Web accessibility vs information accessibility for Government 2.0

I find the issue of Web site accessibility – particularly as part of the Gov 2.0 conversation – an interesting one. Personally I tend to look at it from the broader perspective of digital inclusion/exclusion, rather than just the mechanics of making the HTML mark up of a Web site accessible as such. WCAG 2.0 for example looks at both the mark up and the content, which makes a lot of sense in theory.

Lets now look at ‘accessibility’ in practice:

Now I know I’m probably going to lose a lot of karma points for mentioning this, but I couldn’t help noticing a few things on the Vision Australia site.

For a start, this rather odd breadcrumb trail I came across at one point:

This was just one a number of navigational inconsistencies I came across. I also had a lot of trouble finding their RSS feed, until I stumbled back on to the home page (its not on the news pages itself and there is no auto-discovery).

And don’t get me started on the lack of human friendly URLs… like http://www.visionaustralia.org/info.aspx?page=823&news=1578

Now, there is no doubt that their WCMS is probably at fault for some of these problems, but isn’t it shame that such a leading example of an accessible site falls down in other areas that affect the overall user experience and the ability to access the information in it?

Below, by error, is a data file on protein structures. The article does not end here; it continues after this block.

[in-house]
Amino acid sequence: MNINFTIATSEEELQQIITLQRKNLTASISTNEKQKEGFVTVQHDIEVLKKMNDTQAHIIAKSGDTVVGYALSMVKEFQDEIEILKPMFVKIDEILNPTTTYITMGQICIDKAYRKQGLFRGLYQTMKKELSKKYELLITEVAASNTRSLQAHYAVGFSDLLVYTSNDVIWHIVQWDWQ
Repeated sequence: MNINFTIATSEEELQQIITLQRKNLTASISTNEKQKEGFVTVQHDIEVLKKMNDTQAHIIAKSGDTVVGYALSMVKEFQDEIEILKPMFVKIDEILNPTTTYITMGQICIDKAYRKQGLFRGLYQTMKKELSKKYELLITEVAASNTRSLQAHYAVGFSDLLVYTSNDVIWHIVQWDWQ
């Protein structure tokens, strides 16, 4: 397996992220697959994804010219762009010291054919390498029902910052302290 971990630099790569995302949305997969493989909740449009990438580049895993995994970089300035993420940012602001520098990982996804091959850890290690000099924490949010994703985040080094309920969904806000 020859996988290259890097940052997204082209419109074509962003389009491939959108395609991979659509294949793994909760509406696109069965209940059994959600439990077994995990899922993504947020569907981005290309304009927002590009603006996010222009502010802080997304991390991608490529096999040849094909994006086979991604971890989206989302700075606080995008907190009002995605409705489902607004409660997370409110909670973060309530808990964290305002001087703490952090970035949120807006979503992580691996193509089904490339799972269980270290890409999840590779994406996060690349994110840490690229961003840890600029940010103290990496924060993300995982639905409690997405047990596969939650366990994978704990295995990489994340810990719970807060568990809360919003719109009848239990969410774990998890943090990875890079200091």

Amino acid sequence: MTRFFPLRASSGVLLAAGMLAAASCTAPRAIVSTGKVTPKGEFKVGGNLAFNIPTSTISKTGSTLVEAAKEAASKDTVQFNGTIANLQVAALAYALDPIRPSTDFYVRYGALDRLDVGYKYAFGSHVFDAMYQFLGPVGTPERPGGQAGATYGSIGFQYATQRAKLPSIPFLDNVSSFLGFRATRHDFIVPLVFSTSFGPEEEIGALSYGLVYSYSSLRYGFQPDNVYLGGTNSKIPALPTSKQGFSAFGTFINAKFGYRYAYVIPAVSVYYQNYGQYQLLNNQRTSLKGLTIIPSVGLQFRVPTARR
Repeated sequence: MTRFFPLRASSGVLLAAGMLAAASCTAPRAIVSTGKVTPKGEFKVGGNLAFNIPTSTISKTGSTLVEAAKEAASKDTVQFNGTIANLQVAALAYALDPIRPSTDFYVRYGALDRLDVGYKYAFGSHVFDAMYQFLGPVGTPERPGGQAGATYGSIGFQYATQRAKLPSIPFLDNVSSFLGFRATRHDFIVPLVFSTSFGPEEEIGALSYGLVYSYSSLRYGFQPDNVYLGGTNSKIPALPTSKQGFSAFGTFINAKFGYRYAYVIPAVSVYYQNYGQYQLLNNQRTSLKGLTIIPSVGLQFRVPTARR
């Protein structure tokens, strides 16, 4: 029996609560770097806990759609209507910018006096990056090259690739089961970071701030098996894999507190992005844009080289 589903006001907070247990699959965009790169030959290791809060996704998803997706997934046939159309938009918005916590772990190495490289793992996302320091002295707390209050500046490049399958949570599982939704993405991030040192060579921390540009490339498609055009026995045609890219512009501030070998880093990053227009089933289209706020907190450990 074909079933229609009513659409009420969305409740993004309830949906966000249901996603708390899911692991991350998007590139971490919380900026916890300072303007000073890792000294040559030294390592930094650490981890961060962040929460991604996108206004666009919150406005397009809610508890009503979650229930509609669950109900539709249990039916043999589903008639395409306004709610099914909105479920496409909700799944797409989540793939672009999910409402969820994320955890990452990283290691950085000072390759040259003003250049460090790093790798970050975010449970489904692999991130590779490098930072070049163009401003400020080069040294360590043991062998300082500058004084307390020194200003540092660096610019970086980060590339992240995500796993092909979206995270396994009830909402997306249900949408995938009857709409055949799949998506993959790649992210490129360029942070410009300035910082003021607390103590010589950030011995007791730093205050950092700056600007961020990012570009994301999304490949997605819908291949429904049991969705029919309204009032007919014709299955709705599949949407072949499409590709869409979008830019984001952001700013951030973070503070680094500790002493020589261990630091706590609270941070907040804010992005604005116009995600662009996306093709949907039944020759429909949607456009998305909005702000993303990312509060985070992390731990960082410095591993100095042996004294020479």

RSS is a particular bug bear with me as it is constantly forgotten by government organisations at all levels, but it is the corner stone of making new information easily syndicated out beyond the confines of a particular Website. I mention this because if government agencies see this as a model example, then I think they will still fail in their overall ability to deliver Government 2.0. Yes, Web accessibility itself is important – but so is information accessibility too if we are going to progress along the path of achieving full inclusion and participation. 

I think that when we talk about accessibility for Government 2.0, we should be aiming for:
  • Highest possible standards of Web accessibility (mark up and content);
  • Best possible user experience; and
  • Baked in support for content syndication and access to the PSI the site contains.
BTW As someone without vision problems (other than being a little short sighted) I do appreciate the fact that overall I have the advantage across the Web and it is very easy for me to be critical. However, the whole reason I was on the Vision Australia site was to check out the kinds of courses they run on Web accessibility. So, help me get some karma points back now by checking out their training courses and maybe even signing up for one. đŸ™‚